New prescription drug coverage for only some pre-retirement adults
QUEEN’S PARK — Local MPP Jim McDonell and the Official Opposition Tories are crying foul on claims that yesterday’s provincial budget is balanced — contrary to the assertion of Finance Minister Charles Sousa, who is otherwise basking in headlines today about new drug coverage for young people.
McDonell and his colleagues maintain the 2017 budget contains an operational deficit of $5 billion — artfully covered up through one-time cash injections and “creative accounting.” As one example, they point to the government’s inclusion of $500 million in pension assets on the budget’s bottom line, despite the Auditor-General’s advice not to.
“The Financial Accountability Officer called the government out on their balanced budget statements from day one,” McDonell said. “Once again, we see government rhetoric hitting a wall of hard facts — the Liberals are spending more than what they earn and making Ontarians pay by cutting services such as rural education, raising the cost of living through higher fees and cap-and-trade and selling valuable public assets such as Hydro One to cover the deficit.”
The Wynne government’s latest budget has otherwise made waves for rolling out a number of goodies — 18 months out from the next provincial election. Highest profile of these is full coverage of prescription drugs for everyone under age 25, along with a new policy of not collecting student loans until a graduate earns at least $35,000 per year.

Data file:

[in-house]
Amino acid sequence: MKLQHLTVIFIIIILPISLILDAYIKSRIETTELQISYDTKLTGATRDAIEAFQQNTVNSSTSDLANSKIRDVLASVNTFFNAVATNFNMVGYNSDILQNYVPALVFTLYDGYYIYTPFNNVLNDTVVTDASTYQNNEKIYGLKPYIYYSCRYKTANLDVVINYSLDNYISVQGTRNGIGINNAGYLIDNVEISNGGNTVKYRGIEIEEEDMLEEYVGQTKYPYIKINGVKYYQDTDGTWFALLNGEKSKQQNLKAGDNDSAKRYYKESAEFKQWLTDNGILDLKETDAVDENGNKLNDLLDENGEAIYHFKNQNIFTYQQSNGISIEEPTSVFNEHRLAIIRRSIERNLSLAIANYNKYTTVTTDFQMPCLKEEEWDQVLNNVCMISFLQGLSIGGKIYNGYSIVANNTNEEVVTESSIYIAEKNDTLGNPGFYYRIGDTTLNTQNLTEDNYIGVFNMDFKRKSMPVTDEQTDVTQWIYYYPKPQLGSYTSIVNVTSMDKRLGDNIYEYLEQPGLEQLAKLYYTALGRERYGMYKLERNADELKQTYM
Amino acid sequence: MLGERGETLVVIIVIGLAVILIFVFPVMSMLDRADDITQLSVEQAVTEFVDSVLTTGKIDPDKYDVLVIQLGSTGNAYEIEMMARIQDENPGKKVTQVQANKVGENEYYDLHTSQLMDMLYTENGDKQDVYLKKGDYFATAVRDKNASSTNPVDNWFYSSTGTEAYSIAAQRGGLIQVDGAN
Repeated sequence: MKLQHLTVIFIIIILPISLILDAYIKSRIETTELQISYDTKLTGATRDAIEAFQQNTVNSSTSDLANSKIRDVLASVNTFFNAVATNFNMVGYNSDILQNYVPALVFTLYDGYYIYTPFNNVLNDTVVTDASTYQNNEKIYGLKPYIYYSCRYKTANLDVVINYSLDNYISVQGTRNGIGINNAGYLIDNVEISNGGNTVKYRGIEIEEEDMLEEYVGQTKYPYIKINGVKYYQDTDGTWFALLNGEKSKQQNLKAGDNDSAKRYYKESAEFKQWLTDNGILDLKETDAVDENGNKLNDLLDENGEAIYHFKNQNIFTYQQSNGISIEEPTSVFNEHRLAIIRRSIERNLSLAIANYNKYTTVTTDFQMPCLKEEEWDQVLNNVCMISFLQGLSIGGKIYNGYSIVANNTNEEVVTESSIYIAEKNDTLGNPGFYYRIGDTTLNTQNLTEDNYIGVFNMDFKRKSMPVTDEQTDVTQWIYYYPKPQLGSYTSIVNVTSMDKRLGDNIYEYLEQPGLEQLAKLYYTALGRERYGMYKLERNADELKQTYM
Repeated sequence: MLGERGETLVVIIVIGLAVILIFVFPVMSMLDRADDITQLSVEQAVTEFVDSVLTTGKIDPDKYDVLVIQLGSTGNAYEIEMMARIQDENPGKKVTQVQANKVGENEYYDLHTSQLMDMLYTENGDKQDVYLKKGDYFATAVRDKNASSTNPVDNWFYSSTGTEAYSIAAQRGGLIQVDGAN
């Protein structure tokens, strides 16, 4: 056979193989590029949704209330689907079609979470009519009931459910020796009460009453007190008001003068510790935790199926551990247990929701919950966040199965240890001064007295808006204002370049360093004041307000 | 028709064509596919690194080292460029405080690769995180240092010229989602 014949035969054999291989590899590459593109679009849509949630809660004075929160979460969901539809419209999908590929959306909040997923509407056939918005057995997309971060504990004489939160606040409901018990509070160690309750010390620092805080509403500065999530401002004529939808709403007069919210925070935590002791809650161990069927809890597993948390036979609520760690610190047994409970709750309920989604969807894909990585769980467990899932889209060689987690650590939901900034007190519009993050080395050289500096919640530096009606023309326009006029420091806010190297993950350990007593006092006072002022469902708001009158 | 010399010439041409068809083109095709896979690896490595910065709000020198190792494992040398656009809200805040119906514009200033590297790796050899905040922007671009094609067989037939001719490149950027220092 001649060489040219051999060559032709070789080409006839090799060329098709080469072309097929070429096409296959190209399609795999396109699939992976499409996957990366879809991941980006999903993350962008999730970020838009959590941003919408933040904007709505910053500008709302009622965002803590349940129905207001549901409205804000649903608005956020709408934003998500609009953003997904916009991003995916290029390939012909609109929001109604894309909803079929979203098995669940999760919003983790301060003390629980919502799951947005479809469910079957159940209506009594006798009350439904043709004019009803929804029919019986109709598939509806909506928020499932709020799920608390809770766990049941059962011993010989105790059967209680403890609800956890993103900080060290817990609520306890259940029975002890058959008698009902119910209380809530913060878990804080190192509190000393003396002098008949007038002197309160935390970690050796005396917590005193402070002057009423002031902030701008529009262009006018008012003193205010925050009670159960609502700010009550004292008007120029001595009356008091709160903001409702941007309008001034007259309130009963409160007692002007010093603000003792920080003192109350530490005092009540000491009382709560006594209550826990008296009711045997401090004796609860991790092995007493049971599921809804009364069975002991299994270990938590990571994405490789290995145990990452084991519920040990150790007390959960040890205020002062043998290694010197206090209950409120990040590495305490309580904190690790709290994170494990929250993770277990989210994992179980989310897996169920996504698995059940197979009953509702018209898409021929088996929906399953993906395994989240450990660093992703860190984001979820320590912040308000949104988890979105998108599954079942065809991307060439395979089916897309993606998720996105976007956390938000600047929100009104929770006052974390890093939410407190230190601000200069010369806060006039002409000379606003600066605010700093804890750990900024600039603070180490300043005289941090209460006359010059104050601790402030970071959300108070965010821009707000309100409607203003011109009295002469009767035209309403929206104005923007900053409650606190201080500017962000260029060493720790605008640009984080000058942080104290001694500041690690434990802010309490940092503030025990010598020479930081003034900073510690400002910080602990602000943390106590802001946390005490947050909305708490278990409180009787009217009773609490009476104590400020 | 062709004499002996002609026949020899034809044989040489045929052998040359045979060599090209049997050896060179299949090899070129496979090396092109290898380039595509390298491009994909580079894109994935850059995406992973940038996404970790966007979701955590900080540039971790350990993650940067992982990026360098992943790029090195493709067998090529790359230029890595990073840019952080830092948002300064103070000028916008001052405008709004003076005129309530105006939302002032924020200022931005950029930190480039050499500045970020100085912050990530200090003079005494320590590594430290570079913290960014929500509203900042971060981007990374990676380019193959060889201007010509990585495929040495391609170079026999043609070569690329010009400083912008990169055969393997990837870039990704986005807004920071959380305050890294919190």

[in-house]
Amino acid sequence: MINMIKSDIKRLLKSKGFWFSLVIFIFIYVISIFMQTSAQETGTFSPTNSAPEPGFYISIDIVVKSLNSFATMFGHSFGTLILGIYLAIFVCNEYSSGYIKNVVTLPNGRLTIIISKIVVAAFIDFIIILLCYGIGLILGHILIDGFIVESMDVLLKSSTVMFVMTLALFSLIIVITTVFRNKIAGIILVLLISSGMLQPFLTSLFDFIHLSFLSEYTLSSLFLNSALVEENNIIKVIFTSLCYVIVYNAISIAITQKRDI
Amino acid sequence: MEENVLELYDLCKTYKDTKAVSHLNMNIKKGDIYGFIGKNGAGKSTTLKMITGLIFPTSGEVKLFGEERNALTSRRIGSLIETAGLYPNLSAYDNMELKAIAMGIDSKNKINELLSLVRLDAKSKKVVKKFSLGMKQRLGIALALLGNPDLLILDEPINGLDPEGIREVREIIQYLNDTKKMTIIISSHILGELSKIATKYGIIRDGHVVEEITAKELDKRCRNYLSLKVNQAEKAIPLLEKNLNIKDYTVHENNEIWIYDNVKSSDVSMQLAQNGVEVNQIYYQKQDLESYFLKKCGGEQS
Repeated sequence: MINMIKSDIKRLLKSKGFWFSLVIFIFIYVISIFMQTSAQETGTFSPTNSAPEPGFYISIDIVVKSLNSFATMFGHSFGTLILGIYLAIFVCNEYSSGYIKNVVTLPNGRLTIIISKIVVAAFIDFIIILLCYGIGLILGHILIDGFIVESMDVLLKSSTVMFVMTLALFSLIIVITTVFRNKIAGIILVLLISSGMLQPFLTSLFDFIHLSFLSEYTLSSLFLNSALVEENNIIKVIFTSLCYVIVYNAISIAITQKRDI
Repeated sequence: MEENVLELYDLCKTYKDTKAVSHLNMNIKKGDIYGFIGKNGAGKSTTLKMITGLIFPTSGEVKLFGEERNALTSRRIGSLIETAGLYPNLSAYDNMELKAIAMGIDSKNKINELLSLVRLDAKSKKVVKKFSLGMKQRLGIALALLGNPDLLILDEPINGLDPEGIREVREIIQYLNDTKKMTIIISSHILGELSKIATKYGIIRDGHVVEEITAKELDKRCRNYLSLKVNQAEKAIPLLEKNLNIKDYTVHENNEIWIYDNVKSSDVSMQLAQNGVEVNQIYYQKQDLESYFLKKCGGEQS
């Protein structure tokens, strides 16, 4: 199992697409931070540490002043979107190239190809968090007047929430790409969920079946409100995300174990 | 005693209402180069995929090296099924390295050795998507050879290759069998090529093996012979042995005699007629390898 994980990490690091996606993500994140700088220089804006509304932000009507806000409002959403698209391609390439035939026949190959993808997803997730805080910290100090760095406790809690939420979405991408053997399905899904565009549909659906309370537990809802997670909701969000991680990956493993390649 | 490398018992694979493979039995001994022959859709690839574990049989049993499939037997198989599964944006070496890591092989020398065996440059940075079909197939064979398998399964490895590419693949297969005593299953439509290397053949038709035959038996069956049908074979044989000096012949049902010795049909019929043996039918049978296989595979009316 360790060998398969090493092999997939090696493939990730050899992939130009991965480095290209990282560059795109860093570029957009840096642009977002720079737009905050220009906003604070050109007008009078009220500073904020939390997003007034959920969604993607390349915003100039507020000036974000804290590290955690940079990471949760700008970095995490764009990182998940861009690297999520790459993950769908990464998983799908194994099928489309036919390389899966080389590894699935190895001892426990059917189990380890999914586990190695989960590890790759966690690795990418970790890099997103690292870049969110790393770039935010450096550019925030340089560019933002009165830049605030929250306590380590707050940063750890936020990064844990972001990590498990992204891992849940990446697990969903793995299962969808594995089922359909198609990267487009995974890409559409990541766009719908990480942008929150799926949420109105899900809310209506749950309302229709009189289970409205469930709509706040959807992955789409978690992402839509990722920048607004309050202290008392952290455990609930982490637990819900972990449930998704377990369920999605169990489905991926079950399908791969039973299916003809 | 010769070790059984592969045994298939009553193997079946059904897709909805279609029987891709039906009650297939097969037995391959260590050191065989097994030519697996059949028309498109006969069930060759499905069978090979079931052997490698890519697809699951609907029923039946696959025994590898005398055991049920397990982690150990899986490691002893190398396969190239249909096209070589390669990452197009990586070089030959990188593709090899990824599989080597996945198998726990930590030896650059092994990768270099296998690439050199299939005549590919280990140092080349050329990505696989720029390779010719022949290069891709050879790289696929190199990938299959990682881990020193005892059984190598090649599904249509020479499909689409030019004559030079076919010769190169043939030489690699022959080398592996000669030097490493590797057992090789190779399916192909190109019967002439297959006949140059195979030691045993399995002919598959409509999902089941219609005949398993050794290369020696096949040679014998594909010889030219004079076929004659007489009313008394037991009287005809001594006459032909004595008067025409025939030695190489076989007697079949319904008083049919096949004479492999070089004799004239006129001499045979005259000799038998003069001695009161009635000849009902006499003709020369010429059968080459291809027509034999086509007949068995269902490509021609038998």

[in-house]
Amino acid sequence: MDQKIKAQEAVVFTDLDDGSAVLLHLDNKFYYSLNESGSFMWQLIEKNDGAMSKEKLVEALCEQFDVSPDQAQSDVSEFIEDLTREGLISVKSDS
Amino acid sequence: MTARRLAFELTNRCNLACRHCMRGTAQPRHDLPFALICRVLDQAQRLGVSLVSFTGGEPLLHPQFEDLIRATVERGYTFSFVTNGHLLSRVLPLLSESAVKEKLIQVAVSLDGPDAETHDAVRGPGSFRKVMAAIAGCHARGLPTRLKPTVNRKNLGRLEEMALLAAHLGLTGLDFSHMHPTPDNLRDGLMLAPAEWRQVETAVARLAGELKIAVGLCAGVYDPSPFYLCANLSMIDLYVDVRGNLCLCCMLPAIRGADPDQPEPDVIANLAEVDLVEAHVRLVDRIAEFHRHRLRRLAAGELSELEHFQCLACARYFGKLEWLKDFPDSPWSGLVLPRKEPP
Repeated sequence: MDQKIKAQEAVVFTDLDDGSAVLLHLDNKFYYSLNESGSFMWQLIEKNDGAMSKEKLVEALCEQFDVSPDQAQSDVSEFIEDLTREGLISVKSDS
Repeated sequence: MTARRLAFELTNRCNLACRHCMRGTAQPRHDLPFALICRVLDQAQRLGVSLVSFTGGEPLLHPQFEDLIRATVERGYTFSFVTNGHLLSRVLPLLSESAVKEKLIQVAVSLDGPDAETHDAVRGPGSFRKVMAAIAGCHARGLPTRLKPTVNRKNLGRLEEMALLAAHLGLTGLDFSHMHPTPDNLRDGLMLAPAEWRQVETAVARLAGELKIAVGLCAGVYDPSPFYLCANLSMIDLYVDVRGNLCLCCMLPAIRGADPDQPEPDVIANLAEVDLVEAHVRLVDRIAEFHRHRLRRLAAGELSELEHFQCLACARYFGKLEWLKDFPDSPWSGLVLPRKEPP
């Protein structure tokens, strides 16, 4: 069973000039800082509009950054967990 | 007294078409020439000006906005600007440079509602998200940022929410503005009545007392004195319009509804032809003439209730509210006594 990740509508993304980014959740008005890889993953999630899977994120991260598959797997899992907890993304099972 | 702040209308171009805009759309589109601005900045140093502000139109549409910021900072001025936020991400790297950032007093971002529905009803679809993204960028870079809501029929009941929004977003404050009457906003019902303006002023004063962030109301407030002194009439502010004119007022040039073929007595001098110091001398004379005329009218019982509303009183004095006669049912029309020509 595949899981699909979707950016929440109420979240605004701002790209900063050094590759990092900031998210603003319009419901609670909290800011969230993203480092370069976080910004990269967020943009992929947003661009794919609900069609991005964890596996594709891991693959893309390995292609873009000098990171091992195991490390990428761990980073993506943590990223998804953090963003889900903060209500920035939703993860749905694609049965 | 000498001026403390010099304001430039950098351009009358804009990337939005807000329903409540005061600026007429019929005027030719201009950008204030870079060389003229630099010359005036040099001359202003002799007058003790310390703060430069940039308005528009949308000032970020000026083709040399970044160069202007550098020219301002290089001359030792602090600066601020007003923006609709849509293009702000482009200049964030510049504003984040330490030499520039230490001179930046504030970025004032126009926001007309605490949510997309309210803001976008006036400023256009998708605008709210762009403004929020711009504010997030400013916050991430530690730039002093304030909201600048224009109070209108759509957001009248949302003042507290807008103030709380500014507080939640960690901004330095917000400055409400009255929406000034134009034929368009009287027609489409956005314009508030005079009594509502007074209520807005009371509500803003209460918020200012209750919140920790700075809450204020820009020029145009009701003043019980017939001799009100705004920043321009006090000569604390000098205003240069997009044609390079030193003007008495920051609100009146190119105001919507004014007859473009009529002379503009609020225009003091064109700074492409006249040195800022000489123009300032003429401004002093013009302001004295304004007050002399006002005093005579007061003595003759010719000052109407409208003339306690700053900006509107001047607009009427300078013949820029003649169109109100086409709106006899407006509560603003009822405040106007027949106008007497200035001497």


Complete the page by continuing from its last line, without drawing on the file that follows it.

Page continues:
But the unimpressed Progressive Conservatives say the governing party is trying to “dupe” Ontarians with baubles before the next writ. They note that the budget contains:
- Cuts to the Ministries of Agriculture, Northern Development and Economic Development;
- A slowdown in GDP and employment growth;
- A total provincial debt up by $10 billion to $311.9 billion – over $22,000 for every man, woman and child in Ontario.
“Ontarians deserve the truth, not government electioneering,” McDonell said.
“This can’t continue,” he continued. “The government must realize that the needs of Ontarians in overcrowded hospitals, seniors in cold and dark homes, students in schools facing closure and families struggling to make ends meet come before the interests of Liberal friends and failed idealistic policies that cause us nothing but misery.”
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